Let be the number of epochs completed till the time step , i.e., is the largest integer satisfying . We have . Let be the number of category gold tasks completed in the first epochs. Since a single gold question is recommended in each epoch, we have for all time steps in epoch . From creftype 4, we obtain

(15) |

Recall also that is the number of epochs within the first epochs in which arm was chosen. Since GR assumes that the worker completes a gold task from arm before the recommendation starts, we have

and

(16) |

From (14), (15) and (4.1), we obtain

(17) |

We next prove the following lemma.

###### Lemma 1.

.

We have

(18) |

Therefore, to show the lemma, it suffices to show that the tail probability is of order .

Consider . Let be the number of times for , and be the number of times arm was randomly chosen for . From the union bound, we have

(19) |

From Hoeffding’s inequality, we obtain

(20) |

where the second inequality follows because the probability of randomly choosing arm at each epoch is not more than and

In order to bound the second term in (19), we use a similar argument as that in [40]. Let and . Define the following events:

Under the event , we have for all ,

which implies that

(21) |

for all . Since , we have because otherwise there exists such and , which contradicts creftype 21. Therefore, , and

(22) |

where the last inequality is the union bound. We next bound each of the terms on the right hand side of creftype 22 separately. For the first term, we have

(23) |

where the second inequality follows from Hoeffding’s inequality. Similarly, for the second term on the right hand side of creftype 22, we obtain

(24) |

since and .

From the proof of Theorem 3 in [27], we have and

(25) |

where the third inequality follows from Bernstein’s inequality (see (13) of [27] for a detailed proof).

Applying creftypeplural 25, 24 and 23 on the right hand side of creftype 22, we obtain . From creftypeplural 19 and 20, we then have

which yields

(26) |

and Lemma 1 is proved.

### 4.2 Uniform-Pulling Recommendation Strategy

In this subsection, we propose another strategy, which we call the Uniform-Pulling Recommendation (UR) strategy. We again divide time into epochs, with the -th epoch containing time steps. In the first time steps of the -th epoch, where , we first recommend gold tasks, one from each of the task categories. Next, we choose arm , where now for all . In the subsequent time steps, we recommend a non-gold task from arm at each time step. The UR strategy is summarized in Algorithm 2.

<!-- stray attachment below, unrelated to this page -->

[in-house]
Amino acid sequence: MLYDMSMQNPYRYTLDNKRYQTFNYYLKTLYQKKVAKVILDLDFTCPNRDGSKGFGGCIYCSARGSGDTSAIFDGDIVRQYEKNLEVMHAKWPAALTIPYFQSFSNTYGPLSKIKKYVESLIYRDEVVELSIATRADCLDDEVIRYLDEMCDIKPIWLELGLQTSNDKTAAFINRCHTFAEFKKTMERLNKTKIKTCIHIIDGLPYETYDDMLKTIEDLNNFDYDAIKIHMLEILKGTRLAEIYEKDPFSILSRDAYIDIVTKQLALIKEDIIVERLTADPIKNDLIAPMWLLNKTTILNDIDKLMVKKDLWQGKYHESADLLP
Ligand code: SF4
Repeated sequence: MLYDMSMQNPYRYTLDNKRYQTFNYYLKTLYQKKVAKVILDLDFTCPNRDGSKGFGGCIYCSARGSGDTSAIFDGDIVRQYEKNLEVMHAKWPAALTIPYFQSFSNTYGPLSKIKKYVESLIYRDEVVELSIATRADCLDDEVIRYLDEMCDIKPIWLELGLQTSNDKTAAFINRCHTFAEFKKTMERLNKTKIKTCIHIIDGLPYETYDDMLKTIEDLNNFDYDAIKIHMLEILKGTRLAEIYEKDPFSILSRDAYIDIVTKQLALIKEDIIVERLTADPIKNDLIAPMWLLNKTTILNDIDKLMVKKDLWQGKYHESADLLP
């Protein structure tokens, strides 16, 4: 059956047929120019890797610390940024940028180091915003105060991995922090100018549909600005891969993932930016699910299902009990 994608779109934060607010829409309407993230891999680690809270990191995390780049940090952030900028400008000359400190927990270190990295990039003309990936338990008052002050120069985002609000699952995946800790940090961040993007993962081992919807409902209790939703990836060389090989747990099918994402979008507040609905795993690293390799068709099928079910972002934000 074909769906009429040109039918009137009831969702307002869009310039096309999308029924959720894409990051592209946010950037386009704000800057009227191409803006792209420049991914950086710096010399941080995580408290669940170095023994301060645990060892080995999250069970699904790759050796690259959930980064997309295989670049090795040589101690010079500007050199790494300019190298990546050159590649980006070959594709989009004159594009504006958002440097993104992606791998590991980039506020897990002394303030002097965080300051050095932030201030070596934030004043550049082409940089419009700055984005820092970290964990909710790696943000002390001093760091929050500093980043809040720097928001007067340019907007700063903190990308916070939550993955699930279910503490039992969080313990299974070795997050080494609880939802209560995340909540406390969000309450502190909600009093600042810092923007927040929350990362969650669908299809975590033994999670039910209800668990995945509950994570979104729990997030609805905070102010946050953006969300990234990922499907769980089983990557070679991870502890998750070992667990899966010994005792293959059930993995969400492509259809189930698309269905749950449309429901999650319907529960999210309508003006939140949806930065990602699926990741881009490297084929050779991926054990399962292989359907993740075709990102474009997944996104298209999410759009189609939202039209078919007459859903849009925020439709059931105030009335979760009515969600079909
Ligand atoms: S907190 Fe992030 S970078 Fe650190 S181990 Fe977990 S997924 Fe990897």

###### Theorem 3.

UR has regret of order , where is the number of time steps.

###### Proof:

The proof uses a similar argument and the same notations as that in the proof of Theorem 2. For , we have

(27) |

where the penultimate inequality follows from Hoeffding’s inequality.

We choose be the largest integer satisfying so that , we have from Sections 4.1 and 15,

where the second inequality follows from (27). Therefore, , and the proof of Theorem 3 is complete. ∎

### 4.3 -First Recommendation Strategy

The -first strategy was designed to deal with the budget-limited MAB problem [41], where the budget refers to the total number of time steps. In the -first strategy, the first fraction of the budget is used to explore the reward distributions of all arms, while the remaining fraction is used spent on the empirically best arm found in the initial exploration phase. To apply the -first strategy to our task recommendation problem, we let . Uniform pulling of arms is used in the exploration phase. The -first strategy is summarized in Algorithm 3, where .

###### Theorem 4.

If , then the -first strategy has regret of order , where is the number of time steps.

###### Proof:

Let . Similar to creftype 27 in the proof of Theorem 3, it can be shown that . From creftype 4 and Section 4.1, we obtain

(28) |

since . Therefore, , and the proof is complete. ∎

### 4.4 Discussions

The -first strategy assumes that the total number of tasks to be recommended to each worker is known beforehand, while the other two strategies do not need such an assumption. If both UR and the -first strategy recommend the same total number of gold tasks, then the -first strategy achieves a smaller regret than UR. This is because the -first strategy recommends all the gold questions in the initial exploration phase, leading to a better estimation of the reward distributions before any non-gold tasks are recommended. However, in a practical crowdsourcing platform, knowing the total number of tasks for a worker may not be feasible as a worker is not guaranteed to be active or to remain in the system. An alternative is to use a hybrid UR and -first strategy, where the initial exploration phase in each epoch of the UR strategy is set to be an fraction of the total number of time steps in that epoch.

On the other hand, UR can become more costly than GR when the number of arms is large. If UR and GR both recommend the same total number of gold tasks to the worker, GR tends to recommend more gold tasks from the best task category in the long run, leading to a smaller estimation variance of creftype 2 for the best category and a smaller asymptotic regret than UR.

In both the GR and UR strategies, we choose , which determines how frequently gold tasks are recommended to the worker. A more general choice is for . We now show that is essentially the only choice that gives optimal order regret in GR and UR. Let be the number of gold tasks recommended till time . Then, since GR and UR recommends a fixed number of gold tasks in each epoch, we have if is within epoch . The number of time steps up to and including epoch is